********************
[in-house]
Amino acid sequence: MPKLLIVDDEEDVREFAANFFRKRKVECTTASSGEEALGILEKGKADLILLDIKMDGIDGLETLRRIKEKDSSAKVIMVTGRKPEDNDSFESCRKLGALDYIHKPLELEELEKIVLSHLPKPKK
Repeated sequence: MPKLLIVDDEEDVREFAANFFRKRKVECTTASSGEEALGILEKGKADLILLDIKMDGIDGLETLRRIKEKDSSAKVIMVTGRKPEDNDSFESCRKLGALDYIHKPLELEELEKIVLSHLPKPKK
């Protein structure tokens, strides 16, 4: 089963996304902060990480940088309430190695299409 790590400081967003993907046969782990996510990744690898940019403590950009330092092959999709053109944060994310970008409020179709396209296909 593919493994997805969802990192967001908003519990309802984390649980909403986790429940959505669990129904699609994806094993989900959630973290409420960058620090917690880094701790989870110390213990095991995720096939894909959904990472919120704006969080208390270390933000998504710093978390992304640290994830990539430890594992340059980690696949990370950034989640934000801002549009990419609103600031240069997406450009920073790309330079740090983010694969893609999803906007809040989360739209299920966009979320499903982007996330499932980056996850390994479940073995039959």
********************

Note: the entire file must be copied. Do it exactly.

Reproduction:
[in-house]
Amino acid sequence: MPKLLIVDDEEDVREFAANFFRKRKVECTTASSGEEALGILEKGKADLILLDIKMDGIDGLETLRRIKEKDSSAKVIMVTGRKPEDNDSFESCRKLGALDYIHKPLELEELEKIVLSHLPKPKK
Repeated sequence: MPKLLIVDDEEDVREFAANFFRKRKVECTTASSGEEALGILEKGKADLILLDIKMDGIDGLETLRRIKEKDSSAKVIMVTGRKPEDNDSFESCRKLGALDYIHKPLELEELEKIVLSHLPKPKK
């Protein structure tokens, strides 16, 4: 089963996304902060990480940088309430190695299409 790590400081967003993907046969782990996510990744690898940019403590950009330092092959999709053109944060994310970008409020179709396209296909 593919493994997805969802990192967001908003519990309802984390649980909403986790429940959505669990129904699609994806094993989900959630973290409420960058620090917690880094701790989870110390213990095991995720096939894909959904990472919120704006969080208390270390933000998504710093978390992304640290994830990539430890594992340059980690696949990370950034989640934000801002549009990419609103600031240069997406450009920073790309330079740090983010694969893609999803906007809040989360739209299920966009979320499903982007996330499932980056996850390994479940073995039959």